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Illustration: Sarah Grillo/Axios

Republicans and Democrats on Capitol Hill who no longer seem able to agree on the color of the sky found common ground Tuesday across three committee hearings in both houses of Congress: Big Tech is too powerful and needs to be knocked down a peg.

Why it matters: While it's not out of the "all talk" stage yet, regulation of tech is starting to seem like something both parties can agree on — and that should worry Silicon Valley.

Driving the news: Tech executives appeared before three separate committees on Tuesday to face different versions of the complaint that their industry has grown too big for its digital britches.

  • A House Judiciary subcommittee looked at monopolistic behavior by Big Tech.
  • A Senate Judiciary subcommittee grilled Google on "censorship" and bias.
  • The Senate Banking Committee demanded Facebook explain its plans to launch a cryptocurrency.

What's next: As this year opened with a wave of congressional scrutiny of tech, privacy legislation seemed the most likely outcome. Now, the conflict has broadened onto much wider terrain.

  • This includes looming antitrust investigations, free-speech and political bias complaints, calls to revoke tech platforms' legal protections, demands for independent audits of search results and content moderation, and even charges of treason.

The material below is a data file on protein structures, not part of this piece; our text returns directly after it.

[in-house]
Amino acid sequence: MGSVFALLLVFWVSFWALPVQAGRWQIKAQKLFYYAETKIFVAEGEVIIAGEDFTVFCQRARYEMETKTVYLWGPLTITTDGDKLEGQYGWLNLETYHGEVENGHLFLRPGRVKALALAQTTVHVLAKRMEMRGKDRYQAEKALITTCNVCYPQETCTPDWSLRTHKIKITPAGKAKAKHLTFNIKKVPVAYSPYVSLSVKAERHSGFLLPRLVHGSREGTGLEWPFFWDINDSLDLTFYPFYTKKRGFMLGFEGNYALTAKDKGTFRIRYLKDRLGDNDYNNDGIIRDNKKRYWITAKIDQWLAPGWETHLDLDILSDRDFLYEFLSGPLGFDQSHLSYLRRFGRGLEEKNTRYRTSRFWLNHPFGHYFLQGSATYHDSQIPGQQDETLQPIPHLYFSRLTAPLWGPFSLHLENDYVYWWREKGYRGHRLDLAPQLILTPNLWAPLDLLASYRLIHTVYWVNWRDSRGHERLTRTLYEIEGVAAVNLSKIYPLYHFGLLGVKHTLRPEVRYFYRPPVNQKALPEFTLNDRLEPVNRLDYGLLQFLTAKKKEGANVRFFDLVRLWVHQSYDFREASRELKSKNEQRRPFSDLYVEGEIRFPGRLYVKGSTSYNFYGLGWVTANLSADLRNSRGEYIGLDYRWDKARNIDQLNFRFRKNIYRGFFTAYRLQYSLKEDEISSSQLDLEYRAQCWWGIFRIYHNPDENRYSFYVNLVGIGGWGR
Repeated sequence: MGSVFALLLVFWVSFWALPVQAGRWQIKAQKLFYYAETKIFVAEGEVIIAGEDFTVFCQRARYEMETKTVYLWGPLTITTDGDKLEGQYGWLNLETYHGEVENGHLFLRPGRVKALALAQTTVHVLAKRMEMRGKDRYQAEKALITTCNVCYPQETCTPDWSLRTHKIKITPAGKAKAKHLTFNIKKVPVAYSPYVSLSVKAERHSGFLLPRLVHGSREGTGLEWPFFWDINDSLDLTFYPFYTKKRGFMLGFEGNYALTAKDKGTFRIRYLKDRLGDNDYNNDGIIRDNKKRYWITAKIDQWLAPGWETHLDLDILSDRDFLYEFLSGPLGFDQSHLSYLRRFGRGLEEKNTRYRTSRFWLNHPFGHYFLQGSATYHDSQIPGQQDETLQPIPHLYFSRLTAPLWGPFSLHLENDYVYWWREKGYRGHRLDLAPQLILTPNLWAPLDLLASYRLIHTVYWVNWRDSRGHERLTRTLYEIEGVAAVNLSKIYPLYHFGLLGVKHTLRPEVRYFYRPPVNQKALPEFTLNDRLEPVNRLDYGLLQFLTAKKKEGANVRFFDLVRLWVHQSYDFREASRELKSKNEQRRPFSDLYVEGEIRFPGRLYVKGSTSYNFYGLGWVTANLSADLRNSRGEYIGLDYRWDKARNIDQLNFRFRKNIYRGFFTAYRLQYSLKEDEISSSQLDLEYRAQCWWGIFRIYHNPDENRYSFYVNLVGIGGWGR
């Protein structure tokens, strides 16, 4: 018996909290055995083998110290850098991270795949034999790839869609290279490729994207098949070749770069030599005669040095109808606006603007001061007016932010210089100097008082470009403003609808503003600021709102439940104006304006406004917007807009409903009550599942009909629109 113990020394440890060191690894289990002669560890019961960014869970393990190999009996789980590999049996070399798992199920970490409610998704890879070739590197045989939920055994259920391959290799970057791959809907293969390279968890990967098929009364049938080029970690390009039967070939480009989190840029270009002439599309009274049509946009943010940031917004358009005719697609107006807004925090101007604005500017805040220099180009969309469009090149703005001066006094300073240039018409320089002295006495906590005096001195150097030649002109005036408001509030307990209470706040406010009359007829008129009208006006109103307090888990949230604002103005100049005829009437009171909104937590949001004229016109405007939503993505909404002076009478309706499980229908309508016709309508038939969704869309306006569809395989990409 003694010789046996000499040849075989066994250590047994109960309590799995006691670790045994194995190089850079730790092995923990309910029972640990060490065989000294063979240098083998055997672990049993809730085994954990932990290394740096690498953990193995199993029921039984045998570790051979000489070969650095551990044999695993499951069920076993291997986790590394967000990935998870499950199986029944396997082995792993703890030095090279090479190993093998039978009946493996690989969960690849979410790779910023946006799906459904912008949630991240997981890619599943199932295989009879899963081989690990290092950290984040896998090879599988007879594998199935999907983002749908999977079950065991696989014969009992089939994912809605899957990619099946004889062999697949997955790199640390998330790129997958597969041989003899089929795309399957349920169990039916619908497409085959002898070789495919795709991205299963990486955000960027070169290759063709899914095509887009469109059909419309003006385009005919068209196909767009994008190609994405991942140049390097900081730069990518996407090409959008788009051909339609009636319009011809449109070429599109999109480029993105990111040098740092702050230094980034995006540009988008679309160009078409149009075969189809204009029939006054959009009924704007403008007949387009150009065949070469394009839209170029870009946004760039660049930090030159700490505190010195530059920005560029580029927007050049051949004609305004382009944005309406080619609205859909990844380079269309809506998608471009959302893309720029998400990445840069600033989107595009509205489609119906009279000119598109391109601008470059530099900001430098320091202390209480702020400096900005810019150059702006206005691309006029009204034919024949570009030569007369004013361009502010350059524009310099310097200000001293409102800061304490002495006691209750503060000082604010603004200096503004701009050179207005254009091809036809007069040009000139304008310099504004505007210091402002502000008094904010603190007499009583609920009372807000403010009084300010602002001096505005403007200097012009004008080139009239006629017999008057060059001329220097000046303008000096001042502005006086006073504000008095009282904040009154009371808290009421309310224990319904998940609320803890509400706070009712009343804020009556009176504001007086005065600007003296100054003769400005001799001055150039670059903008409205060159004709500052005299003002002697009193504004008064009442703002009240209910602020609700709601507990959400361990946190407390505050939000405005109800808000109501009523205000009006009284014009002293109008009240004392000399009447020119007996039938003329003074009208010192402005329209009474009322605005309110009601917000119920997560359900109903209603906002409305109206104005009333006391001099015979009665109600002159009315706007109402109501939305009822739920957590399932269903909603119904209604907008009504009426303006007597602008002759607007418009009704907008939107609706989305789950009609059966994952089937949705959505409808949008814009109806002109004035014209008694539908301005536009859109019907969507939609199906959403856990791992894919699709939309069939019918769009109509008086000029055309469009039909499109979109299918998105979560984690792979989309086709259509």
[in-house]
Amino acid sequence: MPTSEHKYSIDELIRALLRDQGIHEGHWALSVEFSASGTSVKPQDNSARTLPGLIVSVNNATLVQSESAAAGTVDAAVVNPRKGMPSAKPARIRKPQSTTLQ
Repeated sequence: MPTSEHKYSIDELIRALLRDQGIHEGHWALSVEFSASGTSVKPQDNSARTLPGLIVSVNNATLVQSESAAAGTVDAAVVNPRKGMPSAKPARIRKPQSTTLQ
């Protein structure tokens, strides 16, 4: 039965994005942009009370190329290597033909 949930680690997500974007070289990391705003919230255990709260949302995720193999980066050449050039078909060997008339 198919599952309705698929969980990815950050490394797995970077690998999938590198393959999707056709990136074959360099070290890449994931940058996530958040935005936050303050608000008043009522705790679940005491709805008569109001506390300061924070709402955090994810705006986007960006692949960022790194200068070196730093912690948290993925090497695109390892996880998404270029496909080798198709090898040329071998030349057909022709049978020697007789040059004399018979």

The bottom line: Never bet against Congress' inertia and deadlock. But there are now so many directions from which blows could land on Big Tech that it's hard to imagine the industry escaping unscathed.

Go deeper: What Apple, Facebook and Google each mean by "privacy"

Go deeper

Scoop: FDA chief called to West Wing

Stephen Hahn. Photo: Mandel Ngan/AFP via Getty Images

White House Chief of Staff Mark Meadows has summoned FDA commissioner Stephen Hahn to the West Wing for a 9:30am meeting Tuesday to explain why he hasn't moved faster to approve the Pfizer coronavirus vaccine, two senior administration officials told Axios.

Why it matters: The meeting is shaping up to be tense, with Hahn using what the White House will likely view as kamikaze language in a preemptive statement to Axios: "Let me be clear — our career scientists have to make the decision and they will take the time that’s needed to make the right call on this important decision."

Scoop: Schumer's regrets

Photo illustration: Eniola Odetunde/Axios. Photo: Mark Wilson/Getty Images   

Chuck Schumer told party donors during recent calls that the death of Ruth Bader Ginsburg and the fact that Cal Cunningham "couldn't keep his zipper up" crushed Democrats' chances of regaining the Senate, sources with direct knowledge of the conversations tell Axios.

Why it matters: Democrats are hoping for a 50-50 split by winning two upcoming special elections in Georgia. But their best chance for an outright Senate majority ended when Cunningham lost in North Carolina and Sen. Susan Collins won in Maine.

Trump's coronavirus adviser Scott Atlas resigns

Photo: Nicholas Kamm/AFP via Getty

Scott Atlas, a controversial member of the White House coronavirus task force, handed in his resignation on Monday, according to three administration officials who discussed Atlas' resignation with Axios.

Why it matters: President Trump brought in Atlas as a counterpoint to NIAID director Anthony Fauci, whose warnings about the pandemic were dismissed by the Trump administration. With Trump now fixated on election fraud conspiracy theories, Atlas' detail comes to a natural end.